Drawing on rich empirical material, the talk unpacks how post-truth discourses presuppose a certain normative idea of what democracy is and ought to be. Not only is democracy configured as a static construct in these discourses, it is also equated very narrowly with evidence-based decision-making and truth-telling practices. Engaging with critical political philosophy, Farkas highlights how these ‘democratic imaginaries’ neglect how democracy has never been about truth, evidence and rationality alone. It is equally about the voice of the democratic people. By neglecting this ...
Coworking, Work, & Workspaces
Steve Sawyer's talk on Coworking, Work, & Workspaces is focused on pursuing two contributions. The first contribution is in theorizing coworking spaces as both a locus of work and as a cross-organizational form of localized community. As a locus of work, coworking spaces bring together independent workers, entrepreneurs, small-business, remote workers, and others. Second, coworking spaces create the potential to provide a set of professional social relations across participants that reflects more on their choice of location than professional connection. In both cases, the ‘community manager,’ is charged with supporting the coworkers (through a range of services that varies across spaces) and creating social connections (through a range of professional and social events, attentive social media practices and online engagement). To pursue these contributions we combine interviews, observation, and secondary data collection (from the web). To begin our study, we chose Boston, MA (USA) as the geographic locus of our coworking space study, with the goal of learning about the ways in which these spaces adapted to survive in this area. We drew on substantial secondary data to identify the coworking spaces and managers to study (e.g., WeWorks’ focus on office support relative to ...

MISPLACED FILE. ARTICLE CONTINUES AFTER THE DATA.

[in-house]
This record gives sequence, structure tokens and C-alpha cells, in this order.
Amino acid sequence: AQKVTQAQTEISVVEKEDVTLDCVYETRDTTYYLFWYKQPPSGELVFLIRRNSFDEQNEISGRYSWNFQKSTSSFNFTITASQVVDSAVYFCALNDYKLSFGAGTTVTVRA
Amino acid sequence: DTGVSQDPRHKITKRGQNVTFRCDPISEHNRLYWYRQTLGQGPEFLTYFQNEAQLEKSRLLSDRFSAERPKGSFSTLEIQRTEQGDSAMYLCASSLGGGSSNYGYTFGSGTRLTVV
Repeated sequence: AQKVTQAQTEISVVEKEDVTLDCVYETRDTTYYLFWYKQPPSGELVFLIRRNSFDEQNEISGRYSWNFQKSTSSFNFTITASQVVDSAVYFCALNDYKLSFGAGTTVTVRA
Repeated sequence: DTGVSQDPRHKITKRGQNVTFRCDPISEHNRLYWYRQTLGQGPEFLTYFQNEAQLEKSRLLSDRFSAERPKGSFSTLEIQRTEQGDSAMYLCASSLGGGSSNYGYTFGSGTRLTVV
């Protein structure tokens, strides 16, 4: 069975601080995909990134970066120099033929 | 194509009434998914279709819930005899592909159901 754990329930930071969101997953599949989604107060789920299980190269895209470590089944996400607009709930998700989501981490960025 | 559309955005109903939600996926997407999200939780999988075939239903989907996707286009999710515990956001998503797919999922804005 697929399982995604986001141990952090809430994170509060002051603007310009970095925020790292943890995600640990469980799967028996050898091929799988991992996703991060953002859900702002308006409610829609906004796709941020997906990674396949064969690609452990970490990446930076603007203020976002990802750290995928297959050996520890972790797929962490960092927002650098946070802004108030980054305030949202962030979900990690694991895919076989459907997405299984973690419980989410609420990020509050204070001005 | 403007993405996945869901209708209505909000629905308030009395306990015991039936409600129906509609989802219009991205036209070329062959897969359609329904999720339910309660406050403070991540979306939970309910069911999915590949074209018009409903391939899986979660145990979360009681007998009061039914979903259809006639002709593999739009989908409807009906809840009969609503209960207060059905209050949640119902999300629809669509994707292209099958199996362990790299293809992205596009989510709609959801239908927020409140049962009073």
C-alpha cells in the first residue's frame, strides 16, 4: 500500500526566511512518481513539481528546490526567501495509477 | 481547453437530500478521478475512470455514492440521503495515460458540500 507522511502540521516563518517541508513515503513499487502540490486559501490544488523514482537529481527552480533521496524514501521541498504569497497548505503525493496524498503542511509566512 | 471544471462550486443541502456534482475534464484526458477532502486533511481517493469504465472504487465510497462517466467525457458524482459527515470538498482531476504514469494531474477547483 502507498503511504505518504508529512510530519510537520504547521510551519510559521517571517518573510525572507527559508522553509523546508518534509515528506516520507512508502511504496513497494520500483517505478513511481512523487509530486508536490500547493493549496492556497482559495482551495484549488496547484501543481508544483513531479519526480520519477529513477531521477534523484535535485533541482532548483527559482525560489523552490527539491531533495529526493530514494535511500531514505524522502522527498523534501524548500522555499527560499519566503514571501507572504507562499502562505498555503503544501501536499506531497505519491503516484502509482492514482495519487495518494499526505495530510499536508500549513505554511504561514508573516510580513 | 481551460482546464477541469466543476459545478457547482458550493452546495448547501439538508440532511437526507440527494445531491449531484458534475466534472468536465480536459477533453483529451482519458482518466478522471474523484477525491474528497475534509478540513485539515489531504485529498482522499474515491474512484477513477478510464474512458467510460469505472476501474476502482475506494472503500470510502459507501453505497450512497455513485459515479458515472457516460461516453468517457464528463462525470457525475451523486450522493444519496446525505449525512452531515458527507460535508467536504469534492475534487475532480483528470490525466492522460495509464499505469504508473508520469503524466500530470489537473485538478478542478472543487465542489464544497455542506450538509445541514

Join us Friday, November 22nd, from 12-1pm in Katzer for a Research in Progress Presentation with Assistant Professor Josh Introne.
Introne will speak on how narratives are
fundamental to how people construct socially shared belief systems, and can
become powerful carriers for online misinformation. It is
therefore imperative that we develop a better understanding of the interplay
between beliefs, misinformation, and narratives in the online social contexts.
In this talk, Assistant Professor Josh Introne will report on two ongoing projects that apply a narrative lens to examine online belief ecosystems. In the first, he applies a story grammar to collect and and catalog conspiracy theories that circulate in online vaccination discussions. In the second, he uses a general model to examine how a preference for coherent beliefs (or knowledge) interacts with social pressure to alter opinion dynamics in a simulated population. As part of the latter project, he will also introduce a probabilistic method for inducing coherence relationships among an arbitrary set of online digital artifacts from empirical data.
On December 4th, from 10-11:30am, several of the undergraduate students who have been working on Illuminating this semester will present research they have been conducting as part of their capstone projects.
Please join us in Hinds 121 to hear how engagement metrics relate to types of political messages; what the candidates are saying or doing on the topic of the economy; and other projects!